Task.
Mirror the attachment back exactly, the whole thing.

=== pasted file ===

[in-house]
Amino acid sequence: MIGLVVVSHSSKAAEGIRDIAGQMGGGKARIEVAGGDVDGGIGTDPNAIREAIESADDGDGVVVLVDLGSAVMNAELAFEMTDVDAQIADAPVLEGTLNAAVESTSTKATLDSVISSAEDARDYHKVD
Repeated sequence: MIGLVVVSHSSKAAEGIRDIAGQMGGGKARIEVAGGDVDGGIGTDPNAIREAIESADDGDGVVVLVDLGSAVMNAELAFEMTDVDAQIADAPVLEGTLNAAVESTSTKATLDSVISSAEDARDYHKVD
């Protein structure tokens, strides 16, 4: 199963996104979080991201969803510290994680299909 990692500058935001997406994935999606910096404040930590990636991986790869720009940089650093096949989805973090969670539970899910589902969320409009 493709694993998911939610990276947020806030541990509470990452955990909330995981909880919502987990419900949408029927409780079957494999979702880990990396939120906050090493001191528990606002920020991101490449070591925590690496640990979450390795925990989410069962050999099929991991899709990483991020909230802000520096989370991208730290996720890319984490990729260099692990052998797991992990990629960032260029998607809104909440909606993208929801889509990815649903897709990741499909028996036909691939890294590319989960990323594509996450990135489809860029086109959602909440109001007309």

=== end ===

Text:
[in-house]
Amino acid sequence: MIGLVVVSHSSKAAEGIRDIAGQMGGGKARIEVAGGDVDGGIGTDPNAIREAIESADDGDGVVVLVDLGSAVMNAELAFEMTDVDAQIADAPVLEGTLNAAVESTSTKATLDSVISSAEDARDYHKVD
Repeated sequence: MIGLVVVSHSSKAAEGIRDIAGQMGGGKARIEVAGGDVDGGIGTDPNAIREAIESADDGDGVVVLVDLGSAVMNAELAFEMTDVDAQIADAPVLEGTLNAAVESTSTKATLDSVISSAEDARDYHKVD
């Protein structure tokens, strides 16, 4: 199963996104979080991201969803510290994680299909 990692500058935001997406994935999606910096404040930590990636991986790869720009940089650093096949989805973090969670539970899910589902969320409009 493709694993998911939610990276947020806030541990509470990452955990909330995981909880919502987990419900949408029927409780079957494999979702880990990396939120906050090493001191528990606002920020991101490449070591925590690496640990979450390795925990989410069962050999099929991991899709990483991020909230802000520096989370991208730290996720890319984490990729260099692990052998797991992990990629960032260029998607809104909440909606993208929801889509990815649903897709990741499909028996036909691939890294590319989960990323594509996450990135489809860029086109959602909440109001007309």